New Albany City Council on Oct. 2 finalized legislation allowing it to waive another competitive-bidding requirement in order to partner with the Ohio State University Wexner Medical Center on a clinical outpatient-services and community wellness center.
The ordinance waives the competitive-bidding requirements for the sale of the property the city hopes to build on, which is at the southwest corner of Village Hall Road and Main Street. The legislation states, "The statutory requirement to sell or lease property to the highest bidder may frustrate the city's goals and objectives where selling or leasing property to a particular person or entity as part of a larger economic development project may be much more beneficial to the city and its citizens than selling or leasing property to the highest and best bidder."
The property owner, the New Albany Co., previously agreed to donate land for the 48,000-square-foot, two-story facility and parking lot.
City Council voted 6-0 in favor of the ordinance, with Sloan Spalding abstaining because of his work as an attorney with the Ohio Board of Regents, which has some oversight of Ohio State.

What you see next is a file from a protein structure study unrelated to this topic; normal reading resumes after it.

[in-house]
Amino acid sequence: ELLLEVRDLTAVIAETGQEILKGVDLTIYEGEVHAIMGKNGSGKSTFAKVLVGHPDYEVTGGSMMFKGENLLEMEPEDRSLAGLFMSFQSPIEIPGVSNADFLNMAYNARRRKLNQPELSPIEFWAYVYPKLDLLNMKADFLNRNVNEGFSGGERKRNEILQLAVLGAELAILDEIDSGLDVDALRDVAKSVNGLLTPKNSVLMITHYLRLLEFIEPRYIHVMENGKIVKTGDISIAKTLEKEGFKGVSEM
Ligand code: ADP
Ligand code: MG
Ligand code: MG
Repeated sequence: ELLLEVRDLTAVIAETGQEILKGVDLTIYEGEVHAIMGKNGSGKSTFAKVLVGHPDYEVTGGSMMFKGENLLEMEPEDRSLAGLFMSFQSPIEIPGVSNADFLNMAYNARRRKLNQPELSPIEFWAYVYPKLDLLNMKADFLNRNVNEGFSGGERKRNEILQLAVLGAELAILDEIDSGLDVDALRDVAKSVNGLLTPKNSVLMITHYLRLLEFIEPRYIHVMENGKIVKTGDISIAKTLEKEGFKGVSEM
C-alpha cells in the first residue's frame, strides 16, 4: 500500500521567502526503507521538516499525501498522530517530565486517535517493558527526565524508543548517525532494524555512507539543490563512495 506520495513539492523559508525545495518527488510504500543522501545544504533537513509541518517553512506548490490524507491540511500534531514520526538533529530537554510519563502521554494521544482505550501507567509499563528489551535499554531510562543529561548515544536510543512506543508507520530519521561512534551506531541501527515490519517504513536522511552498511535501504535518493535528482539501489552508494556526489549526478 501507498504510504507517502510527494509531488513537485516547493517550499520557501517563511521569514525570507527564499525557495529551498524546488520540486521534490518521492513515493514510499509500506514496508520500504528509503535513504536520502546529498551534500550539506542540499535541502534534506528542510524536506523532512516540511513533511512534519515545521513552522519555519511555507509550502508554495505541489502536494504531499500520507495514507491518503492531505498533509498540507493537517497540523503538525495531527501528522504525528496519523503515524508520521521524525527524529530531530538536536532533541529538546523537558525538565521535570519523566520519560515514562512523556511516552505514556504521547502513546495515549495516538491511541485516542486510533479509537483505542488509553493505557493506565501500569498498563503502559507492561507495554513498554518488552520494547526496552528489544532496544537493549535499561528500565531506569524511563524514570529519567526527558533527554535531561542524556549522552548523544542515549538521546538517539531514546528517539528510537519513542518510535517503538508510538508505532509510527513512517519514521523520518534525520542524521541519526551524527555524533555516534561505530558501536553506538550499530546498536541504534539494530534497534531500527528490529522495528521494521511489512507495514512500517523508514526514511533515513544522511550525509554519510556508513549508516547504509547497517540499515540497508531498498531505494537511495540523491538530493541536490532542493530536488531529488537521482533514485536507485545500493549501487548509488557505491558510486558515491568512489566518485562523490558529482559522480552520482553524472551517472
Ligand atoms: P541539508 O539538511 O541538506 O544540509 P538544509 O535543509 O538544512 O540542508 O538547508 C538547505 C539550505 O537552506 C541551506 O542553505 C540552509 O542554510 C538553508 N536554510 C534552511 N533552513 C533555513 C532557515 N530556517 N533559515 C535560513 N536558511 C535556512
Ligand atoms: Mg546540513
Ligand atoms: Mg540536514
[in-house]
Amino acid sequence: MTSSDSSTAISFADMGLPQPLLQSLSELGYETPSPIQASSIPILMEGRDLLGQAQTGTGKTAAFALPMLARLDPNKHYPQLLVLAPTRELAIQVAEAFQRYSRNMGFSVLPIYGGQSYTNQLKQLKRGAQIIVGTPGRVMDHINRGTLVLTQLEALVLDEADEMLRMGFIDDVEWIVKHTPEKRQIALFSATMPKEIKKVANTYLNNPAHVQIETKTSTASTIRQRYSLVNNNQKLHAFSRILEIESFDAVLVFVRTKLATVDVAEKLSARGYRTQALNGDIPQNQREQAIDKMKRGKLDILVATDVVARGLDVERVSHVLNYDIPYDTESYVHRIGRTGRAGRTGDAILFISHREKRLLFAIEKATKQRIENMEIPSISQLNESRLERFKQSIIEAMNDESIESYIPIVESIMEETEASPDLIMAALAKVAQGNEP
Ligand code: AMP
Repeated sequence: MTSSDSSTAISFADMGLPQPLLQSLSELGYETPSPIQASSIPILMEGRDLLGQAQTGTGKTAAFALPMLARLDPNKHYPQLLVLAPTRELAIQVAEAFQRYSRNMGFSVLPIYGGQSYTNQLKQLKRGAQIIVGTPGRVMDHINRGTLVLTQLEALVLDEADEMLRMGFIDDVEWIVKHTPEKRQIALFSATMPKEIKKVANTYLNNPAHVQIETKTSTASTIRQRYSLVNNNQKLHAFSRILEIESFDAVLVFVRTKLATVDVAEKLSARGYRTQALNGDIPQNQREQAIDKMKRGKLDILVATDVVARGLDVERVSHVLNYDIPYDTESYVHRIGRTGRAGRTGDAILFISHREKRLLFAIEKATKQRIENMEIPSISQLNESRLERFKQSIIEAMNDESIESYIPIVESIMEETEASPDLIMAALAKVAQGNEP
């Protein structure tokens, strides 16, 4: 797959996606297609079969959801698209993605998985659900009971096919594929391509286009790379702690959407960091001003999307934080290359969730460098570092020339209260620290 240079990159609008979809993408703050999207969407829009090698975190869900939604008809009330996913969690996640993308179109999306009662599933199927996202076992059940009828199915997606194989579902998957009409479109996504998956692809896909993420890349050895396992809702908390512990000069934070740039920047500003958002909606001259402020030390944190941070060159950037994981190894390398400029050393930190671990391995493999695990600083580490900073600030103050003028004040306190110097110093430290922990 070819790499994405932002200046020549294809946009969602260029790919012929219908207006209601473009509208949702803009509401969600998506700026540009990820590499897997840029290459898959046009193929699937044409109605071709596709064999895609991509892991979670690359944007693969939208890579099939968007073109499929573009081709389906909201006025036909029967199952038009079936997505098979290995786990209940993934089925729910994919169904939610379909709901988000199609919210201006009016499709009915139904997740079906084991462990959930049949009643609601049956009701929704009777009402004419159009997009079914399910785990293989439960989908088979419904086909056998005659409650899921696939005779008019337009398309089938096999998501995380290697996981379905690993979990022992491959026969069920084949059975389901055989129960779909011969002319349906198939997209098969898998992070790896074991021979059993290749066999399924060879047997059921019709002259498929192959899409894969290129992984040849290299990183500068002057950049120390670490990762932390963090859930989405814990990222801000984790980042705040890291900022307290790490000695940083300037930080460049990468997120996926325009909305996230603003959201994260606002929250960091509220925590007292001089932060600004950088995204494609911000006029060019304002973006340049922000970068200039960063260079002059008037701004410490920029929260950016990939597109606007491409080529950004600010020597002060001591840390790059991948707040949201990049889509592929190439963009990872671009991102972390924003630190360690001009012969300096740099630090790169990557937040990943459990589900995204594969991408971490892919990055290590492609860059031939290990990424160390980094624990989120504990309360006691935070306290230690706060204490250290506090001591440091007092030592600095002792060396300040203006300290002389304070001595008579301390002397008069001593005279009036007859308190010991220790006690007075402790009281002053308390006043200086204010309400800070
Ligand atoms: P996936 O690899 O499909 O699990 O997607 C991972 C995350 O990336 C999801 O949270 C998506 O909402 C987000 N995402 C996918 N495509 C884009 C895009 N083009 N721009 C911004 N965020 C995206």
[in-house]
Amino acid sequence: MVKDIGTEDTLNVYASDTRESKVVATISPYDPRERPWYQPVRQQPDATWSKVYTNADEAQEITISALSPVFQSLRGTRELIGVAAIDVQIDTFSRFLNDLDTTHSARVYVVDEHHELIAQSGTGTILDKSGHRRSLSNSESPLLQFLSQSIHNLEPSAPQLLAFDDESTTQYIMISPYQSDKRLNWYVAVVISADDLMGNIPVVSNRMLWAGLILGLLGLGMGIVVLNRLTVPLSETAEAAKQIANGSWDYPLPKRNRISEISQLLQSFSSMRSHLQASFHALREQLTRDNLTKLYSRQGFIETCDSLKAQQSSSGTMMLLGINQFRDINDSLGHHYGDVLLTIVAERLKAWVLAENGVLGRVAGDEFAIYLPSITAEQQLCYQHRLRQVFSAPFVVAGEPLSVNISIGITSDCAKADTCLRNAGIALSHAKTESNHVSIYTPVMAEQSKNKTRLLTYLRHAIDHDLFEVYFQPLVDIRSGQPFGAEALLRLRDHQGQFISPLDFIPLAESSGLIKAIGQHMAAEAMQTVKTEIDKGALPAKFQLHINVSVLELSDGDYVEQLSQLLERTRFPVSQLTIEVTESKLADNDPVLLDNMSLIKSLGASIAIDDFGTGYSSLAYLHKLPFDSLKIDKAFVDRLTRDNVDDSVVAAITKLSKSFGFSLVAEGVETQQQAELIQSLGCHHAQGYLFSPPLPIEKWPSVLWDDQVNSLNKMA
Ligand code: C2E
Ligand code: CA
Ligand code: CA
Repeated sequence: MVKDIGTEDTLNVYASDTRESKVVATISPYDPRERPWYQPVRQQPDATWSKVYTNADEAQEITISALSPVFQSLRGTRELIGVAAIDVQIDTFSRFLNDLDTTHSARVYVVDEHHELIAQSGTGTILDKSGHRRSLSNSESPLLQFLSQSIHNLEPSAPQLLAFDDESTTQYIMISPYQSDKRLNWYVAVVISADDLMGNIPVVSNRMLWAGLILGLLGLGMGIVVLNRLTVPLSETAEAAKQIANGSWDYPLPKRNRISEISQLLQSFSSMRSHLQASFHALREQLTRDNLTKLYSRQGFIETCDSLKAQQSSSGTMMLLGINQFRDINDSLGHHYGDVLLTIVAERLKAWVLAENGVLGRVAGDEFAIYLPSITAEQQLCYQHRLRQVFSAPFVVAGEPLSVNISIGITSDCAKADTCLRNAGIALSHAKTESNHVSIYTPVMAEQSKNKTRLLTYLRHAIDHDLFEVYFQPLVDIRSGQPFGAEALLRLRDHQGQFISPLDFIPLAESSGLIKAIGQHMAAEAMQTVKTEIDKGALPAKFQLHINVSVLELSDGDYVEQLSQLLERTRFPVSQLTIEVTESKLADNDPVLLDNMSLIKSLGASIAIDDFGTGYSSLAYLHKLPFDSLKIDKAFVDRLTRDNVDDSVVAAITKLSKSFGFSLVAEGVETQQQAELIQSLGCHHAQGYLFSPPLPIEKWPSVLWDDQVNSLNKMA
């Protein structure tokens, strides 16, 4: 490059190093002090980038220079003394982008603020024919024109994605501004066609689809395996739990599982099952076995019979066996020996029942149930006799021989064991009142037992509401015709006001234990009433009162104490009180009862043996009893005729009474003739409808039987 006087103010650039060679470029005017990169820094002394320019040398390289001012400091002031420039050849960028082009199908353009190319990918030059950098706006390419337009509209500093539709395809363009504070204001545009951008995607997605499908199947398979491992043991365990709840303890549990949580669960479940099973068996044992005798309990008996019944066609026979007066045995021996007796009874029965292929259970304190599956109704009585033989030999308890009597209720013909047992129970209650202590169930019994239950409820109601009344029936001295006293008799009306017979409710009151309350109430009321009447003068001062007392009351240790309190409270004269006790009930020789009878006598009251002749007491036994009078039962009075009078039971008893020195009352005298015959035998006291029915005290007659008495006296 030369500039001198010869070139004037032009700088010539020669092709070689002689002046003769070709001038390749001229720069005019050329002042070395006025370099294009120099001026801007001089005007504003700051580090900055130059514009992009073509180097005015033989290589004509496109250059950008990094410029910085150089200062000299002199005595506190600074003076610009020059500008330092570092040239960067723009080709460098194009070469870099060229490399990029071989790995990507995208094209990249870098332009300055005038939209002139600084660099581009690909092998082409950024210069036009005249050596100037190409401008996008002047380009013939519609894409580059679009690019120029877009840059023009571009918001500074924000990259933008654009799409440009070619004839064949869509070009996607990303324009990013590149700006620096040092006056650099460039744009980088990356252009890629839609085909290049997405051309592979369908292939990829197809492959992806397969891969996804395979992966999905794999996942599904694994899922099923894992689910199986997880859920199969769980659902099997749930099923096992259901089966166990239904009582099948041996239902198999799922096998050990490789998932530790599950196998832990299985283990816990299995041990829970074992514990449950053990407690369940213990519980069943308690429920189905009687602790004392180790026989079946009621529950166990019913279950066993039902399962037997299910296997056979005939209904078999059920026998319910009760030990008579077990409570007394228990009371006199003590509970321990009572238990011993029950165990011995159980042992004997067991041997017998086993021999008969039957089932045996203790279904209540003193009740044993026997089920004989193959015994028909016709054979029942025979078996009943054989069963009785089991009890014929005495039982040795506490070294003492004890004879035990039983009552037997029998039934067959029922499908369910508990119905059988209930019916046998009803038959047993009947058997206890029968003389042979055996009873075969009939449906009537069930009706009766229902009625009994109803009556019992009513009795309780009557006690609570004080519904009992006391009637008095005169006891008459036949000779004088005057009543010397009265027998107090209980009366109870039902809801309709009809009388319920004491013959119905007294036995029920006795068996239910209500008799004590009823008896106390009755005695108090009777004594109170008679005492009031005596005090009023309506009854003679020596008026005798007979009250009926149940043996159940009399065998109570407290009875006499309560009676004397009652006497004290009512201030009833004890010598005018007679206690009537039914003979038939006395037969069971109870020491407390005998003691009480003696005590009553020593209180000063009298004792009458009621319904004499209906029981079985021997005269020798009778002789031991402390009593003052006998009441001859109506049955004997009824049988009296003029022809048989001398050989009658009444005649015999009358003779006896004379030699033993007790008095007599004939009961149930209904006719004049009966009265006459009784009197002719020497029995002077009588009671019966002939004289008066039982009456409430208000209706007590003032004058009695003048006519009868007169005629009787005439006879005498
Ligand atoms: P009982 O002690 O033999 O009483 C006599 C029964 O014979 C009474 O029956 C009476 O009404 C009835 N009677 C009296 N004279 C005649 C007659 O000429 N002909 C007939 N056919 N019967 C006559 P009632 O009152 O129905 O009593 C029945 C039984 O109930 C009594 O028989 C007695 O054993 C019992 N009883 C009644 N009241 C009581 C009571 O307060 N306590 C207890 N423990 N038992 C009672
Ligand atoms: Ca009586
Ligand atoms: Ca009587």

City Council last month waived a competitive-bidding requirement for the Daimler Group to develop the facility.
In other business Oct. 2, City Council unanimously approved an ordinance allowing the city to solicit sergeant candidates from outside of the police department.
The ordinance permanently exempts the city from Ohio Revised Code section 124.44, which states, "Vacancies in positions above the rank of patrol officer in a police department shall be filled by promotion from among persons holding positions in a rank lower than the position to be filled." According to the legislation, "pursuant to the city charter and Ohio case law, the city of New Albany has the ability to waive and/or otherwise exempt itself from certain state law provisions, including Ohio Revised Code section 124.44."
City officials want to add a fourth sergeant to a department that includes 12 officers, three sergeants and Chief Mark Chaney.
Councilman Stephen Pleasnick said the city hopes to fill the position from within the department but does not want "to close the door to a person outside the department who may be eligible."
Chaney previously said he decided the department needs a fourth sergeant to help fill holes in supervision, especially on weekends. He said the starting salary range for a sergeant is $71,713 to $80,631.